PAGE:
# Prove that 2(log_10 5-1)=log_10 (1/4)?

Jan 22, 2017

$\log \left(\frac{1}{4}\right)$ does not equal 2(log_10 5-1)

#### Explanation:

Lets start off by evaluating 2(log_10 5-1) By simplifying the expression, we obtained 2log_10 4

According to the properties of logarithmic function,

${\log}_{b} {M}^{p} = p {\log}_{b} M$

Hence 2log_10 4 is equivalent to log_10 4^2 or log_10 16

Another property for logarithmic function is ${\log}_{b} M = {\log}_{b} N$ if and only if M = N

As this equation shows,

$\log \left(\frac{1}{4}\right)$ ≠ $\log 16$ as the values of $M$ and $N$ are not equal to each other.

Jan 22, 2017

Yes, $2 \left({\log}_{10} 5 - 1\right) = \log \left(\frac{1}{4}\right)$

#### Explanation:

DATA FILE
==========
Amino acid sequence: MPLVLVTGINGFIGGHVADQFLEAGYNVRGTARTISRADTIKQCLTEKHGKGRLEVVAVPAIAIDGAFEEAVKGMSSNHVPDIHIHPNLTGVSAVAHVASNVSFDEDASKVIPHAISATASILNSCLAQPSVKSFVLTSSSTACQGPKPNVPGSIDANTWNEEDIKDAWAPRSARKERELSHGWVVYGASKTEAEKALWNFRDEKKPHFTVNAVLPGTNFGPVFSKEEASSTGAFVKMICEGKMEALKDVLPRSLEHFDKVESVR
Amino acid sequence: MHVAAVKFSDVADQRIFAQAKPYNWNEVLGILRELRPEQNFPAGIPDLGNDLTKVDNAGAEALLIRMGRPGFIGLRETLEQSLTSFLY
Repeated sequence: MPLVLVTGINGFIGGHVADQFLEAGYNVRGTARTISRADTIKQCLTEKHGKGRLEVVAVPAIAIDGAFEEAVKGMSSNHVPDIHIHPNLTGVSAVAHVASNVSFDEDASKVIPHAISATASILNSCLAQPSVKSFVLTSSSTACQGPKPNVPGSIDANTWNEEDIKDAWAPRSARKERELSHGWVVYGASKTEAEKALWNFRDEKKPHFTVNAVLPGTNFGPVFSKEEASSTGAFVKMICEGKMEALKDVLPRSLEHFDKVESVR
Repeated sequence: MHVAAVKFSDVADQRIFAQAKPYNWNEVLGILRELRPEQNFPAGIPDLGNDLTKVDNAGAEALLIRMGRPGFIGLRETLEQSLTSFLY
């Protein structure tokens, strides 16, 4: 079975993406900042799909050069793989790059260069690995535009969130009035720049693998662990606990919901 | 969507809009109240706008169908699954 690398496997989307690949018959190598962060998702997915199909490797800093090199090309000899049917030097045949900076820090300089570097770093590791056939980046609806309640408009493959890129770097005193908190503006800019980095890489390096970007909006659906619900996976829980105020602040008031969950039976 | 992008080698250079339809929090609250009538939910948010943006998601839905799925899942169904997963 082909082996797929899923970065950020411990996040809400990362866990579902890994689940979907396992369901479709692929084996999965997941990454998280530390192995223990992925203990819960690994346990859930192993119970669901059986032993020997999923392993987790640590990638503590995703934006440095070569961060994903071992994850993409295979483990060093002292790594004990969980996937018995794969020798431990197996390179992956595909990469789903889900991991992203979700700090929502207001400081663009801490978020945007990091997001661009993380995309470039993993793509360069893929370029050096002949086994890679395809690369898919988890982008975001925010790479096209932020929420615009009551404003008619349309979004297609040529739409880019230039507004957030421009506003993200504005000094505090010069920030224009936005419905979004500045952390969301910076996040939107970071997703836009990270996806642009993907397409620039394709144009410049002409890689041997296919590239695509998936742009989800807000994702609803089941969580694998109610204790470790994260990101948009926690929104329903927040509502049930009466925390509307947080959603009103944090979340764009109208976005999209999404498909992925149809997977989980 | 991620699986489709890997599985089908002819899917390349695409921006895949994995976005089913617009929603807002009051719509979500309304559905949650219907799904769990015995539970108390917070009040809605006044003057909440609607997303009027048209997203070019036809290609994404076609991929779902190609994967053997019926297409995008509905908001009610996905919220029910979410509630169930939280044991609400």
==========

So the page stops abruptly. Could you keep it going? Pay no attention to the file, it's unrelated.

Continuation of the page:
Before we seek prove the identity, let us recall a few logarithmic relations.

$\log a - \log b = \log \left(\frac{a}{b}\right)$, $m \log a = \log {a}^{m}$ and ${\log}_{n} n = 1$

As from this we have $1 = {\log}_{10} 10$, we can write

$2 \left({\log}_{10} 5 - 1\right)$

= $2 \left({\log}_{10} 5 - {\log}_{10} 10\right)$

= $2 \left({\log}_{10} \left(\frac{5}{10}\right)\right)$

= $2 \left({\log}_{10} \left(\frac{1}{2}\right)\right)$

= ${\log}_{10} {\left(\frac{1}{2}\right)}^{2}$

= ${\log}_{10} \left(\frac{1}{4}\right)$ or $\log \left(\frac{1}{4}\right)$

As we do not write the base, when using $10$ as base,

we have ${\log}_{10} \left(\frac{1}{4}\right) = \log \left(\frac{1}{4}\right)$